Earthquake Update and How to use your Water Heater as a Reservoir

Status update and some thoughts

We hope this finds you well. Our thoughts and deepest sympathies are with all our fellow citizens of Christchurch and New Zealand who’ve been affected in some way by the recent major 6.3 earthquake in Christchurch.

Our families and close friends are unharmed, and we’ve sustained only minor damage to our buildings and property. Since our buildings are in the CBD, we’ll be working out of other offices temporarily. Our customers will be pleased to know that all our data, websites, and other services are backed up and fully operational from our Auckland-based servers.

We realize that many other Christchurch people & businesses have been affected in much more tragic ways. Without wanting to gloss over what is truly a sad situation, we believe the Christchurch situation is in God’s hands. We know that saying so doesn’t make it any less difficult for those who have lost friends, family members, and property. We want you know we’re praying for you.

Like everyone, we are doing what other things we can in order to help relieve burdens where possible.

How to use your water heater as a reservoir

We all know by now that lack of clean drinking water is one of the serious long-term hazards in an earthquake: the main water supply can be off or contaminated by the sewer. Here’s how to use your water cylinder as a reservoir of clean drinking water.

This will be of most use if your water is still off, because otherwise you’ll probably have some unclean water in your tank. The procedure may differ slightly for you, but the basics are here.

Click on the photos to the right to see more detail.

1. Turn off the feed immediately

Feed tap Turn off cylinder’s cold water feed as soon as you can after the quake. If you’re lucky, you’ve got a tap on the pipe coming out of the wall. Or if you have a header tank in your attic, the feed will be up there.

2. Find the flush outlet

Overflow drainpipe Find the “flush” or overflow drain outlet. In this case we had to unscrew bits of the plastic drain to reveal the end of the grey outlet pipe.

3. Pull up the air inlet valve and prop it up

Air inlet Before letting clean water out of the drain pipe, pull up the air inlet valve to let air into the top of the tank as water goes out the bottom. You need to find something to prop open the air inlet valve. If nothing is going into the top of the tank when you drain water out the bottom, then the water will slow and stop. (Otherwise it can apparently suck the liner off the inside of the tank.) If you’ve got a header tank in your attic that feeds your cylinder, then you won’t have an inlet valve and you don’t need to worry about this.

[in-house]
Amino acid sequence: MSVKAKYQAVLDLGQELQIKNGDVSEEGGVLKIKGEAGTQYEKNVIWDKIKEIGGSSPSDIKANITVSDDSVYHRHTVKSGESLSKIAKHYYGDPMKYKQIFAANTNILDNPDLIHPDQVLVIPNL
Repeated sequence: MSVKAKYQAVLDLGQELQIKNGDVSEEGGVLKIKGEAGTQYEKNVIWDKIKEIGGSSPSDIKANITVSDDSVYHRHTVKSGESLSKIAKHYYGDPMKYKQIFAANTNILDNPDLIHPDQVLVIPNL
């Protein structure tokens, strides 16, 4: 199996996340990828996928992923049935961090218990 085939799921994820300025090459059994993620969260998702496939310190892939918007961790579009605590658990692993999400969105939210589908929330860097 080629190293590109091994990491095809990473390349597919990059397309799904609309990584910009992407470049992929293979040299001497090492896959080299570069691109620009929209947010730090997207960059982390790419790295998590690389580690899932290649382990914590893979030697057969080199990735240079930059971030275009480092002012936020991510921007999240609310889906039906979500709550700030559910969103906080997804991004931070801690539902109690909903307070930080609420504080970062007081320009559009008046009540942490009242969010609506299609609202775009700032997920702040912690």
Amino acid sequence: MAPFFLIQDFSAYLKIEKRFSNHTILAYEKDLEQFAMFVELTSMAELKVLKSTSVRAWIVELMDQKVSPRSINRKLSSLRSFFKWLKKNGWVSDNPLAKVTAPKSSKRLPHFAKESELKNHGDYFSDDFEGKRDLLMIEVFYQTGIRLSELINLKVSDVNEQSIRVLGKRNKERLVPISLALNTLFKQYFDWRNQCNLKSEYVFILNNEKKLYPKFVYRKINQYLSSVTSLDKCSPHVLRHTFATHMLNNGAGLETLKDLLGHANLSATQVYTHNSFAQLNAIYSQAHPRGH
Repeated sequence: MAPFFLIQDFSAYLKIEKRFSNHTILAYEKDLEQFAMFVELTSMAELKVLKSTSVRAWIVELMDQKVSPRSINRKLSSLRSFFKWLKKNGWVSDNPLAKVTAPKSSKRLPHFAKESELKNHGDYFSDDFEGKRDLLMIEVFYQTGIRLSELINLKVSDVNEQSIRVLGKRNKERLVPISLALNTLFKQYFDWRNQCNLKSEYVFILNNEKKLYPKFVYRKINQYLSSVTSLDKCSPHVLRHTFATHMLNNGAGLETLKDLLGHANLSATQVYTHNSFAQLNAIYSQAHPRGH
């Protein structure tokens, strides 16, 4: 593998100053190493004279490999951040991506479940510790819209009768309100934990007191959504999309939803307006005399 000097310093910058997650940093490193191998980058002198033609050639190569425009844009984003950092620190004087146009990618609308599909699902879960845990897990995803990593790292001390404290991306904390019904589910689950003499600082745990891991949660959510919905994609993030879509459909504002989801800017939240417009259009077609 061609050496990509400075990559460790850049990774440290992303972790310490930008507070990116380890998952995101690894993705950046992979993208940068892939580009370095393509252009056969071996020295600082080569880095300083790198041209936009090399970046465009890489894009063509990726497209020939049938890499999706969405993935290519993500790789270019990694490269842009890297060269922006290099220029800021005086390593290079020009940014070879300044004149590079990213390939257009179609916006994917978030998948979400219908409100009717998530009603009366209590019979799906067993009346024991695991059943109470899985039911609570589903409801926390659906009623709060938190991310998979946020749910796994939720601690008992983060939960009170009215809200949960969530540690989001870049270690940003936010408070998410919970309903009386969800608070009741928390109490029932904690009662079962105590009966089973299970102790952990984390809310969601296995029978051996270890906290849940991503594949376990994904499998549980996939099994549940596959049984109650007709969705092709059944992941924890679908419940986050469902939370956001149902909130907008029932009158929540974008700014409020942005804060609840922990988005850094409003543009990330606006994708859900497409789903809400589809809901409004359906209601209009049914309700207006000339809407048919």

4. Find the flush knob

Flush knob Find the “flush” knob that leads to that drain pipe, and you should get hot water coming out. It’s clean! Use it sparingly: your neighbours might needs some, too. In this case, the flush knob happens to be marked “flush”. You might not be so lucky. Look for where you think the water might drain out. The flush mechanism is used by plumbers to drain your tank before they have to replace it.

5. Turn off the power

You might want to turn off your water heater’s electric switch so you can get some cold water out. It’s easier to heat water than to cool it.

6. Catch rainwater from your roof

Downpipe modification Simply find a way to detach the downpipe from where it enters the drain, and place a large container under it. Some down-pipes (like the one shown) can be disconnected without even a screwdriver just by popping the pipe out of the spout.

If you’re smart, you’ll probably find a way to channel your roof water into your header tank, but there’s no need to get fancy here: just use any large container you have handy.


Turning off the water feed is important so that you don’t let water from the main supply into your cylinder. This is because the water supply is potentially contaminated by broken sewer lines after an earthquake. If you want your water heater to retain clean water then be sure to turn off the feed before you draw any hot water out of your hot water taps. Because drawing hot water out of the tap will suck potentially cold water into the water heater. Don’t worry if you’ve just run a hot water tap briefly by accident: you’re probably just sucking in a bit of clean cold water that was still in your pipes. Some tanks don’t have a feed tap. If that’s true for you, then your hot water will only stay clean if your mains water supply is off and not feeding your tank.

Do you have any useful earthquake tips of your own?

2 March 2011 by Bryan    4 comments

4 comments (oldest first)

roel dijkstra 2 Mar 2011, 18:35 link

Your statement should read HEADER TANK

Berwyn 3 Mar 2011, 08:13 link

Hi Roel. No, we’re really talking about using the water heater tank itself. Not everyone has a header tank above their water heater tank, and this procedure may help them, too.

Tommy Bahama 7 Apr 2011, 20:31 link

Good post! i love it, please bookmark this page in digg or mixx so that anyone could find it easily. :) Thanks for sharing this info. You guys have made a wonderful website

Jonathan Sparco 21 Sep 2011, 22:57 link

Interesting. I never actually imagined using the storage tank of my water heater as a reservoir during calamities. Thanks.